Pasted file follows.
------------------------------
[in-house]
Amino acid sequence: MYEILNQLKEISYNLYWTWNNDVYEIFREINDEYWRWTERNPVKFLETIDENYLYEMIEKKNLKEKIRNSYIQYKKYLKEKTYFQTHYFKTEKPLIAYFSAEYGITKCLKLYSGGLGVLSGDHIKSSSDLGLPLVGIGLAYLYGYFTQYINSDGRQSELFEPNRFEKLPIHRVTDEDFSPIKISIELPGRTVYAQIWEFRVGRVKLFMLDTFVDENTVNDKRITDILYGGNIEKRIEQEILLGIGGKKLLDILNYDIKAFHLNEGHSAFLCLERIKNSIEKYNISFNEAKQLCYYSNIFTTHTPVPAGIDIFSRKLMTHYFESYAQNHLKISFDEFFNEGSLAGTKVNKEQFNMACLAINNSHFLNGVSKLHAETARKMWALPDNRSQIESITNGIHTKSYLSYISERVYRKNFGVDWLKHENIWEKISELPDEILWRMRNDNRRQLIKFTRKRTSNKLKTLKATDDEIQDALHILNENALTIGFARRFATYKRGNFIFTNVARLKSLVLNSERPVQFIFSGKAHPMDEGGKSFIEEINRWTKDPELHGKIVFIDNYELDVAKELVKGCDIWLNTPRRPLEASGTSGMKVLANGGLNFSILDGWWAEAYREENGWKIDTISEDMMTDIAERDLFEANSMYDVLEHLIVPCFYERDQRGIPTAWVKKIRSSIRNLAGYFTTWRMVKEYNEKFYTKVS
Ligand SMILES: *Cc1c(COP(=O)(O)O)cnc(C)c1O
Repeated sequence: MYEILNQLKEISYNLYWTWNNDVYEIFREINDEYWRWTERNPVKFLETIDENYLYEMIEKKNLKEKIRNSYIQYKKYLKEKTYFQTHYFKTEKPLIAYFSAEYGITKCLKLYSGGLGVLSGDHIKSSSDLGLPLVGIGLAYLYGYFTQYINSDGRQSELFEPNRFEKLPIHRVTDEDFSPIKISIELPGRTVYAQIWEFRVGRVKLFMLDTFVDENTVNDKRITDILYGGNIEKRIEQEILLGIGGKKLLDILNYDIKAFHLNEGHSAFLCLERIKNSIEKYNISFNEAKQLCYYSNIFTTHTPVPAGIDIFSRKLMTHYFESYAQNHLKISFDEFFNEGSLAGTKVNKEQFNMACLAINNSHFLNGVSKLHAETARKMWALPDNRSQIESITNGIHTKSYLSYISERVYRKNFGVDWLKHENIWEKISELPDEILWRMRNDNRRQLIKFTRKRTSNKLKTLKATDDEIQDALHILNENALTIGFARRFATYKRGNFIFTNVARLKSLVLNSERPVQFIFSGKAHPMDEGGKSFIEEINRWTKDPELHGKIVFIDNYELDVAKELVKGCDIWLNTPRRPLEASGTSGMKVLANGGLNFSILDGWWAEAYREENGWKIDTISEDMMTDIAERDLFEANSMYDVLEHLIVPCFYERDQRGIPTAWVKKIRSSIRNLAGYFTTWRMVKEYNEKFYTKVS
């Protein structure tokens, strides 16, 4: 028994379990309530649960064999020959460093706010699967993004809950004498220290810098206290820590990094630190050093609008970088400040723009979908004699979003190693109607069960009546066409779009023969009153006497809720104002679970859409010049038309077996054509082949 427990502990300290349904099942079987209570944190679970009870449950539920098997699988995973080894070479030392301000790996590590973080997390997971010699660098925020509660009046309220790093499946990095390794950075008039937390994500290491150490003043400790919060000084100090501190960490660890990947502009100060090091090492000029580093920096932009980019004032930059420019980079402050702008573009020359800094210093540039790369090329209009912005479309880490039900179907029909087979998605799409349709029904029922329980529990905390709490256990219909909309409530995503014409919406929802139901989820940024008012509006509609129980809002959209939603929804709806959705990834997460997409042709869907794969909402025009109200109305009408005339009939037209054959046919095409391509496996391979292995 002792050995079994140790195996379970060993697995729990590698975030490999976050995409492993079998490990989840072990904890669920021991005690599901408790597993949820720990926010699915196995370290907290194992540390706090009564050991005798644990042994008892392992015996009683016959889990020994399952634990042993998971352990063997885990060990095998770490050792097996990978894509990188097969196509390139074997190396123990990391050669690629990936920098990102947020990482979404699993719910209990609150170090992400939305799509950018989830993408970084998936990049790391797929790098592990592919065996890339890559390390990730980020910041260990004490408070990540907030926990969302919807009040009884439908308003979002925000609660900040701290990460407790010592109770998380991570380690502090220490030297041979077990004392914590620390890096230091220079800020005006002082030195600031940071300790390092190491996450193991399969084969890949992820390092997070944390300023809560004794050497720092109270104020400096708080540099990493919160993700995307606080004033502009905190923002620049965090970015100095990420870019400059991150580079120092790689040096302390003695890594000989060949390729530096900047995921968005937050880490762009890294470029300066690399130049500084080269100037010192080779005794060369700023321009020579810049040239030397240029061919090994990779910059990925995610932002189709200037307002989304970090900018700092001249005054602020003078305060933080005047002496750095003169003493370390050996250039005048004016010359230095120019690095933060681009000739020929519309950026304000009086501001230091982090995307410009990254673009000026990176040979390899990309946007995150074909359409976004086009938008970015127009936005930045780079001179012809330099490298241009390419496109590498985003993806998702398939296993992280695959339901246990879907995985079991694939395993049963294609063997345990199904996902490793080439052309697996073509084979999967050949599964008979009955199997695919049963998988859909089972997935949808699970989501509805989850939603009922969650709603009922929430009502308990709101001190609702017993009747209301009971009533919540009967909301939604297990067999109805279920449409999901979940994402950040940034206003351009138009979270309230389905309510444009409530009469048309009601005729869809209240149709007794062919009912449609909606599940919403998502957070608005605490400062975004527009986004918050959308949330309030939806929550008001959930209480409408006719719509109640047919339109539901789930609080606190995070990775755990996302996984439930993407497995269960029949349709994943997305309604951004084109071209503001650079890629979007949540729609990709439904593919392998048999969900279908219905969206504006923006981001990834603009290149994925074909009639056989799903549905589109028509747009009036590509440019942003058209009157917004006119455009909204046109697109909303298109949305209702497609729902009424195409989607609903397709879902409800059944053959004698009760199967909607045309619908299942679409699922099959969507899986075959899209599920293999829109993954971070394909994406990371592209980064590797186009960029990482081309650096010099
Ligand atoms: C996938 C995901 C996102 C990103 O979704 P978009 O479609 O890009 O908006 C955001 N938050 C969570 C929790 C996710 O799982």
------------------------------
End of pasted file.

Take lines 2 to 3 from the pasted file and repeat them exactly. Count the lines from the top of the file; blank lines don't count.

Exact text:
Amino acid sequence: MYEILNQLKEISYNLYWTWNNDVYEIFREINDEYWRWTERNPVKFLETIDENYLYEMIEKKNLKEKIRNSYIQYKKYLKEKTYFQTHYFKTEKPLIAYFSAEYGITKCLKLYSGGLGVLSGDHIKSSSDLGLPLVGIGLAYLYGYFTQYINSDGRQSELFEPNRFEKLPIHRVTDEDFSPIKISIELPGRTVYAQIWEFRVGRVKLFMLDTFVDENTVNDKRITDILYGGNIEKRIEQEILLGIGGKKLLDILNYDIKAFHLNEGHSAFLCLERIKNSIEKYNISFNEAKQLCYYSNIFTTHTPVPAGIDIFSRKLMTHYFESYAQNHLKISFDEFFNEGSLAGTKVNKEQFNMACLAINNSHFLNGVSKLHAETARKMWALPDNRSQIESITNGIHTKSYLSYISERVYRKNFGVDWLKHENIWEKISELPDEILWRMRNDNRRQLIKFTRKRTSNKLKTLKATDDEIQDALHILNENALTIGFARRFATYKRGNFIFTNVARLKSLVLNSERPVQFIFSGKAHPMDEGGKSFIEEINRWTKDPELHGKIVFIDNYELDVAKELVKGCDIWLNTPRRPLEASGTSGMKVLANGGLNFSILDGWWAEAYREENGWKIDTISEDMMTDIAERDLFEANSMYDVLEHLIVPCFYERDQRGIPTAWVKKIRSSIRNLAGYFTTWRMVKEYNEKFYTKVS
Ligand SMILES: *Cc1c(COP(=O)(O)O)cnc(C)c1O